If this all sounds exhausting, you can relax. We’ve all been in this together for so long that we know the deal. This is how we now must live. The Tramshed Project is still very much a food venture and a good one. Cools-Lartigue’s intention is that, in time, it will play host to a variety of chefs. Zoe Adjonyoh of Zoe’s Ghana Kitchen will be a presenting a menu of West African-influenced dishes, while James Cochran of 1251 will be offering a set of bar snacks built around his brilliant way with buttermilk fried chicken. That menu is already up and I seriously want to lick the words.
The so-called “house chef”, however, is the marvellous Andrew Clarke, a chunky, bearded and tattooed man, who looks like he could swiftly skin and butcher the elk you just bagged on Shoreditch High Street. He has worked alongside Jackson Boxer at both Brunswick House and St Leonards, and is also a major figure in the Pilot Light, a project highlighting mental health issues for people in the restaurant business. Having him here looking after us feels bang on right now.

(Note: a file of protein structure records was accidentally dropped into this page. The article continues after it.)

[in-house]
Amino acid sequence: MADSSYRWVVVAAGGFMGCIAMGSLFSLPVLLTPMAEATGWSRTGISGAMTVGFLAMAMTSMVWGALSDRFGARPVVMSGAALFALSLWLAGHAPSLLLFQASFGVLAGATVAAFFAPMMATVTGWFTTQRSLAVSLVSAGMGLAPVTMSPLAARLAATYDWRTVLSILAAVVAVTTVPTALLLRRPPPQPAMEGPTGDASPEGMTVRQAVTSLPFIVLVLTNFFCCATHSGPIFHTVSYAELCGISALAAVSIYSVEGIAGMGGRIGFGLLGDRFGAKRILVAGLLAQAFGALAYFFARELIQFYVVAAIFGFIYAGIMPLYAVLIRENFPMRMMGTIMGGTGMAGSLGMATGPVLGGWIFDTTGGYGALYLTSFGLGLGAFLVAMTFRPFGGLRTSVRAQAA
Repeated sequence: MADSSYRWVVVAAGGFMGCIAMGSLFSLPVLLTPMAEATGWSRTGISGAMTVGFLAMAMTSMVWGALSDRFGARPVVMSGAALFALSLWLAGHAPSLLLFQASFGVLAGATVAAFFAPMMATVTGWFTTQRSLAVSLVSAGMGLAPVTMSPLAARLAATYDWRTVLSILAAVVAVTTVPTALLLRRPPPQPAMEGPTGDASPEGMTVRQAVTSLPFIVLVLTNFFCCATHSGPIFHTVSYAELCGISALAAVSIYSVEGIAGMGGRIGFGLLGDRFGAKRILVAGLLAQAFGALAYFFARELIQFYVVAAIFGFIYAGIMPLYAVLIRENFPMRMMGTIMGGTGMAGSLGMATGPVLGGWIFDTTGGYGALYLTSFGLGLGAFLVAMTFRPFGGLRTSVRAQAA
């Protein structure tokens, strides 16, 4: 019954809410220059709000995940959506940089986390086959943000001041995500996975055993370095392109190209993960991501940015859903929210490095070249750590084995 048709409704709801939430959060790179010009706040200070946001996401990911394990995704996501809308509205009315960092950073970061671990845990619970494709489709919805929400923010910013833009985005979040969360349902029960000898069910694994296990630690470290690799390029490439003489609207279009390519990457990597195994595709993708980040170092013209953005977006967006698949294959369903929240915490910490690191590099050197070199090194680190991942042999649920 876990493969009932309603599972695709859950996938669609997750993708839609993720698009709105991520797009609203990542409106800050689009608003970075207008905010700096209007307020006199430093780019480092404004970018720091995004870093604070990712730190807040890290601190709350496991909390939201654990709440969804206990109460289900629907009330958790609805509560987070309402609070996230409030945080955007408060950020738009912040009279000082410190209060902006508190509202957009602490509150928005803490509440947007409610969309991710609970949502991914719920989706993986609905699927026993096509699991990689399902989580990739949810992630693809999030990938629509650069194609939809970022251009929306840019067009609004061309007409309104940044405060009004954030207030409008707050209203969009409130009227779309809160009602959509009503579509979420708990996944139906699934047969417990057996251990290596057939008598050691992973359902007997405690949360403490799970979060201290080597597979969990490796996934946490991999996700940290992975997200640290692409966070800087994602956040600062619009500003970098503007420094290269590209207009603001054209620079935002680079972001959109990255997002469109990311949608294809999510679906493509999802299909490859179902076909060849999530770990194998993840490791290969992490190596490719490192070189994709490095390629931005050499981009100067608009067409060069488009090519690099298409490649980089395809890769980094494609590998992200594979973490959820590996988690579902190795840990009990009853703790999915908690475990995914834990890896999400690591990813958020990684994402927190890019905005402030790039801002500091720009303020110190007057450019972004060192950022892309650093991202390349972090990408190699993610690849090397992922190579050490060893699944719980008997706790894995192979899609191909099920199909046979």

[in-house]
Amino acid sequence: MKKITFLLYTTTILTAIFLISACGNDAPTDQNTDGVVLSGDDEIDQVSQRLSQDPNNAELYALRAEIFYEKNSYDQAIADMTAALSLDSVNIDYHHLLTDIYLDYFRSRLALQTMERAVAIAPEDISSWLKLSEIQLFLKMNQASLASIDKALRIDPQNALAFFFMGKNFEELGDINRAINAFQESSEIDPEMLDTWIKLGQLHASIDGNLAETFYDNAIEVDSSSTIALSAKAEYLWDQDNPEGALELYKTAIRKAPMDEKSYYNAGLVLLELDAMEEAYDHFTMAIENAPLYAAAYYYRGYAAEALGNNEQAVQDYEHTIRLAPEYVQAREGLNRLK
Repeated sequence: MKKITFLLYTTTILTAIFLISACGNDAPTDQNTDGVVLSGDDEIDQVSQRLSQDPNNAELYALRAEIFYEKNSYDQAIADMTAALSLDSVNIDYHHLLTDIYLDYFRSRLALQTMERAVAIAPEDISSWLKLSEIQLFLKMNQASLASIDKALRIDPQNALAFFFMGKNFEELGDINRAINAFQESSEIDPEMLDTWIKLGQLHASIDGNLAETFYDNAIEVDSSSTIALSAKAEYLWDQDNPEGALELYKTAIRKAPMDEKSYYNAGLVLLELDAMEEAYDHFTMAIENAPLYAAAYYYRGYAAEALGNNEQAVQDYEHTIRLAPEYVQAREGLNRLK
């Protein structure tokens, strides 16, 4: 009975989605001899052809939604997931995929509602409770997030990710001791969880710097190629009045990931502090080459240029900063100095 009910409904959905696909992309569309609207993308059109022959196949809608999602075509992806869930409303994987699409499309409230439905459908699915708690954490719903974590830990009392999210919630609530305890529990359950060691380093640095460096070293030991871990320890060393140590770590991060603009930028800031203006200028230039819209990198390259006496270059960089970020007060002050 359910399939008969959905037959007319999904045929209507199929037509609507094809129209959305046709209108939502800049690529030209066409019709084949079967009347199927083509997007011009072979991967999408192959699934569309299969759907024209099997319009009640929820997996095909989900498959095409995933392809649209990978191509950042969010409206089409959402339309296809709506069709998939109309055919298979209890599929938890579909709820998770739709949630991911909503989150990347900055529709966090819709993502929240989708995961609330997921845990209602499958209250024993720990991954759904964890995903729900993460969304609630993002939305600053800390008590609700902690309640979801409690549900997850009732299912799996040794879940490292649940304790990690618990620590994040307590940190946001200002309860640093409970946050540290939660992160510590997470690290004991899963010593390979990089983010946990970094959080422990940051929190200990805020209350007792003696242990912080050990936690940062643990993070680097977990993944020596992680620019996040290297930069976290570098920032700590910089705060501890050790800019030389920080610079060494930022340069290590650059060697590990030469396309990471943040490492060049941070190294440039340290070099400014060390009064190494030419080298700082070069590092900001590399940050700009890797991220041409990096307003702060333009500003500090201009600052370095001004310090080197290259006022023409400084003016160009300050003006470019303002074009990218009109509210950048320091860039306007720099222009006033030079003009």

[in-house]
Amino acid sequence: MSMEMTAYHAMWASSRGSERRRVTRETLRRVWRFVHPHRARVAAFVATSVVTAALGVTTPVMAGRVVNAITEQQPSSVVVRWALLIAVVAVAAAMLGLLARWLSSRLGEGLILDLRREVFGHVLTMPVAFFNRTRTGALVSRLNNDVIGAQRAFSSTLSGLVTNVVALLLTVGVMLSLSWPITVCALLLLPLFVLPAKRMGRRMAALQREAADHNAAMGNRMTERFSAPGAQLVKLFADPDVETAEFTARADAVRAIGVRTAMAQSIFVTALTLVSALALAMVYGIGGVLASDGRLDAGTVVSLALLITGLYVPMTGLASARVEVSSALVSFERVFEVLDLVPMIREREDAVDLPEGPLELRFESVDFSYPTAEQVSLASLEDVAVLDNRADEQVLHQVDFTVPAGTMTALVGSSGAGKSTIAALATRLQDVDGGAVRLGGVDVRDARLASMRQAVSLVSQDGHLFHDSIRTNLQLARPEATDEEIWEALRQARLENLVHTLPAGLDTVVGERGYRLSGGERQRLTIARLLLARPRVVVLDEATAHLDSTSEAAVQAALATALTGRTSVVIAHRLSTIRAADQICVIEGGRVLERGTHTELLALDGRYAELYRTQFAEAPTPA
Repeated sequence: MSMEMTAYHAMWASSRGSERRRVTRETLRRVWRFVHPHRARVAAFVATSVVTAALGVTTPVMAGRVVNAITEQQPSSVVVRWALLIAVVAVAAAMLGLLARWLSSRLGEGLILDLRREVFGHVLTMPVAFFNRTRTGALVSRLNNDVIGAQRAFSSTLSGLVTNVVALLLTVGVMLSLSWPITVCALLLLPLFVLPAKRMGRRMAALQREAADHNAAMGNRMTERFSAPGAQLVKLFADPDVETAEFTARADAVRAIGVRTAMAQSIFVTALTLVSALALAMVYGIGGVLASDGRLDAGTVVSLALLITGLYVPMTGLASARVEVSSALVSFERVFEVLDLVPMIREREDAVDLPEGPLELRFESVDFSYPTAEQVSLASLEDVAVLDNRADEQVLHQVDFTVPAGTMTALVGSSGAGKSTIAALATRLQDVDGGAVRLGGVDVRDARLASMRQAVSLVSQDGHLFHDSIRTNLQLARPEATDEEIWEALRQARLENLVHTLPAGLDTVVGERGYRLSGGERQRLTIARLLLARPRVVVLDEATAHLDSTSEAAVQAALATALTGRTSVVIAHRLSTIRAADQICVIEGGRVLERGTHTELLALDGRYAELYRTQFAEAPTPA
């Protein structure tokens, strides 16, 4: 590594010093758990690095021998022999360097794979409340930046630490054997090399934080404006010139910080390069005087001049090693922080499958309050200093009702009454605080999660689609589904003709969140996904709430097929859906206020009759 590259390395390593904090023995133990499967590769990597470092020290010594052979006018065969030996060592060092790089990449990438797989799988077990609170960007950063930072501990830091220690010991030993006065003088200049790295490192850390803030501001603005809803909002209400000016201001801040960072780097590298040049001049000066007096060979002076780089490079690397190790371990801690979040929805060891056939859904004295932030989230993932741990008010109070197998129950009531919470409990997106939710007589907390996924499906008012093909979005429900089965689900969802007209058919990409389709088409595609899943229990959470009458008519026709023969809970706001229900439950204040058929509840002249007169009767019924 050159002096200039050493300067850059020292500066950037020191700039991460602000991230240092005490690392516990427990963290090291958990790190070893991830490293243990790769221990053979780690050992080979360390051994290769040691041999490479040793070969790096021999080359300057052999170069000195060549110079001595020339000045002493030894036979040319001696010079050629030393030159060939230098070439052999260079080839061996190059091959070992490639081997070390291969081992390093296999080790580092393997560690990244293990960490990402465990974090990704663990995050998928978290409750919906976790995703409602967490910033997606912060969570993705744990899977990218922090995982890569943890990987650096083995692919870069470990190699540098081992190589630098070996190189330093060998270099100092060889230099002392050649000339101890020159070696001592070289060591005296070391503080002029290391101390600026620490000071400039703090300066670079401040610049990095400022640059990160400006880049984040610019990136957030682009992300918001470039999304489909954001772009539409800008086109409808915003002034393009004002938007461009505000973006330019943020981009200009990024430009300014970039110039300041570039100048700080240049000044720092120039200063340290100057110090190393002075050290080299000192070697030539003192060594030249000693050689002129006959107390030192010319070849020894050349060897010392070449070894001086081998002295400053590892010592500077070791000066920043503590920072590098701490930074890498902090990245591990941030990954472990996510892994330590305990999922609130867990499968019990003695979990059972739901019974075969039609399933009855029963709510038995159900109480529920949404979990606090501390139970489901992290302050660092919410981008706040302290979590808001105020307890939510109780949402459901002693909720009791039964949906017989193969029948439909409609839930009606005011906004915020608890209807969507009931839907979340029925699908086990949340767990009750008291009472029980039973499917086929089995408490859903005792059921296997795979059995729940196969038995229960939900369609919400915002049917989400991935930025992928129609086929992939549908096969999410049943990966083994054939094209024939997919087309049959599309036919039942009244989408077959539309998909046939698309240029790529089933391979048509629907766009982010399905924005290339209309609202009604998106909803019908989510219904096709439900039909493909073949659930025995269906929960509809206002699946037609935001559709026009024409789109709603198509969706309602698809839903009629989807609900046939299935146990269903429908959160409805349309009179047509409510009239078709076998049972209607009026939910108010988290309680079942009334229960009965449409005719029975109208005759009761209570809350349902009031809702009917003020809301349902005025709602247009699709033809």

The kitchen that Hix installed has at its heart a charcoal grill and Clarke puts it to good use. From the small plates menu comes beetroot, roasted over the coals. It’s served with snowy peaks of soft sheep’s curd and a sweet-sour dill dressing, much like the mustard sauce you find with gravadlax. On another plate, leeks grilled until soft are paired with the crunch of almonds and then enveloped in grated truffle. There are also finger-sized ox cheek croquettes with a lightly fermented pineapple pickle underneath and a spoonful of a butch chilli aioli on top. Clarke’s flavours are reliably huge.
At lunch there is a list of possibilities piled on top of heat-blistered naan breads for between £10 and £12: lamb shoulder with labneh and pickles, a mushroom and celeriac shawarma and, the one we have, sweet and salty tangles of shredded Tamworth pork butt and pickles on top of herbed crème fraîche. Tear and fold. Now wipe your hands. Clarke’s long experience at the fancier end of the business is most obvious in a pitch-perfect plate of grilled hake with roasted leeks, spun through with crab meat and aioli and nutty coco beans. The skinny, seasoned chips come skin on; the hispi cabbage has been grilled to a chopped and gloriously buttery mess.